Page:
Chip designer Arm has filed for an initial public offering, which is expected to be the biggest IPO of the year.
The UK-based company announced on Monday that it’s applied to sell shares on the Nasdaq stock exchange in the US — a move that is a big blow to its home country. Arm is reportedly eyeing a valuation of between $60bn (€55bn) to $70bn (€64bn).
The lofty target stems from the ubiquity and efficiency of Arm’s semiconductor architectures — particularly in mobile devices. Arm estimates that more than 99% of the world’s smartphones use Arm-based chips.
In the IPO filing, Arm was bullish about the prospects for growth:
“We estimate that approximately 70% of the world’s population uses Arm-based products, and the scale of Arm’s reach continues to expand, with more than 30 billion Arm-based chips reported as shipped in the fiscal year ended March 31, 2023 alone, representing an approximately 70% increase since the fiscal year ended March 31, 2016.”
The listing comes a year after the collapse of a $40bn (€36.7bn) takeover of Arm by Nvidia.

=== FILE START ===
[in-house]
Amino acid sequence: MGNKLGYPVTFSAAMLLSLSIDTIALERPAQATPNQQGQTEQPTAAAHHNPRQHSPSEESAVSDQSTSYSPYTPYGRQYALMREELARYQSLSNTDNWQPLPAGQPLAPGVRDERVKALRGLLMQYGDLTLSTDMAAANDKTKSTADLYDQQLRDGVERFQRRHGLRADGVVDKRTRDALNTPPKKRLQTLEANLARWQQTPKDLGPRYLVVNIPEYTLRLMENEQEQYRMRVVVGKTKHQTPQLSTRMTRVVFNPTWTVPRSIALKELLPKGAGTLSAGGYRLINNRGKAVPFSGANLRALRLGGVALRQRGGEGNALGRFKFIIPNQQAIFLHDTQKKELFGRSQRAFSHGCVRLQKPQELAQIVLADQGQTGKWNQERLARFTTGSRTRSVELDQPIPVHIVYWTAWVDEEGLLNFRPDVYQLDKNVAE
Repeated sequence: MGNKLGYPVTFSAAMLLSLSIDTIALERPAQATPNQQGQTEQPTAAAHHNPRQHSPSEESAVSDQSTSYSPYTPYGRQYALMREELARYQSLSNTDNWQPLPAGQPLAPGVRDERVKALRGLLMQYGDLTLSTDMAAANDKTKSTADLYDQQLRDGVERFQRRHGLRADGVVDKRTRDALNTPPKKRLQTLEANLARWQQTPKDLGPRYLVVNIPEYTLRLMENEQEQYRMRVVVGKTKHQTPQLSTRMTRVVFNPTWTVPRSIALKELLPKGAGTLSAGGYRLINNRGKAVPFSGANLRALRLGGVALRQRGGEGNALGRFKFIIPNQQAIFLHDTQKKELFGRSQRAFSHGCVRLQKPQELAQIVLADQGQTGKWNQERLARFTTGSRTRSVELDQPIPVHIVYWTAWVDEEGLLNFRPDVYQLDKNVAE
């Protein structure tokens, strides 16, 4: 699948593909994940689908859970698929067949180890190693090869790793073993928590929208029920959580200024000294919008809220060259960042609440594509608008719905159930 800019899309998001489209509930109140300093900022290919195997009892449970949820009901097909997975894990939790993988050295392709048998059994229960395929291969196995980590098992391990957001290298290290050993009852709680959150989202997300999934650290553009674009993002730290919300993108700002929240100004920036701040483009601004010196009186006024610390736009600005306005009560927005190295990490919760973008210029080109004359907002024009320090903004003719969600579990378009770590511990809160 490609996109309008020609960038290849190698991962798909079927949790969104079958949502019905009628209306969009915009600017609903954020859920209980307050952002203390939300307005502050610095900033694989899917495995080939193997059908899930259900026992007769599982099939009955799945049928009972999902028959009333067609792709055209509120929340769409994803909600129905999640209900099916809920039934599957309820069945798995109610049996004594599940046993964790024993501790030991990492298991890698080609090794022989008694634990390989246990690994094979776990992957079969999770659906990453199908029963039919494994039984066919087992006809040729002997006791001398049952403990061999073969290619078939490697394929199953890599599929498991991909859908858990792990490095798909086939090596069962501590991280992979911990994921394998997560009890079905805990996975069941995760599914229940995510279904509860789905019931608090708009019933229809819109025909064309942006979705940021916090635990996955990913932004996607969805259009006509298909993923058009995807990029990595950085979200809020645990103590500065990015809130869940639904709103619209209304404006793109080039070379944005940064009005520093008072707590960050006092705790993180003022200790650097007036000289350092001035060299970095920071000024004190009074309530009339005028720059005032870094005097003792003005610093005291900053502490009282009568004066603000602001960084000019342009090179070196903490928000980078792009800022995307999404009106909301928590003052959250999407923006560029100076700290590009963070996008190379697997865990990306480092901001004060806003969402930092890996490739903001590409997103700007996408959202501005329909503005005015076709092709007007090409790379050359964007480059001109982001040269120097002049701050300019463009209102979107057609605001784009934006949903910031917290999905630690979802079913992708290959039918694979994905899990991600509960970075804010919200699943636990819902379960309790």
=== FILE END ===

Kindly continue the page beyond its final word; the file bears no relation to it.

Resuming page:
In 2020, Nvidia agreed to buy Arm from SoftBank, the Japanese conglomerate that has owned the British company since 2016. The acquisition would have been the most expensive ever deal between chip companies, but it was terminated amid scrutiny from regulators. Softbank chose to pursue the IPO instead.
The filing arrives in a largely dormant IPO market. Tech valuations have plummeted during the economic downturn, with higher inflation and interest rates spooking potential investors. If successful, the Arm listing could give the market a valuable bounce. It would also provide a big boost for Softbank, which last year posted a $32bn loss at its Vision Fund investment arm.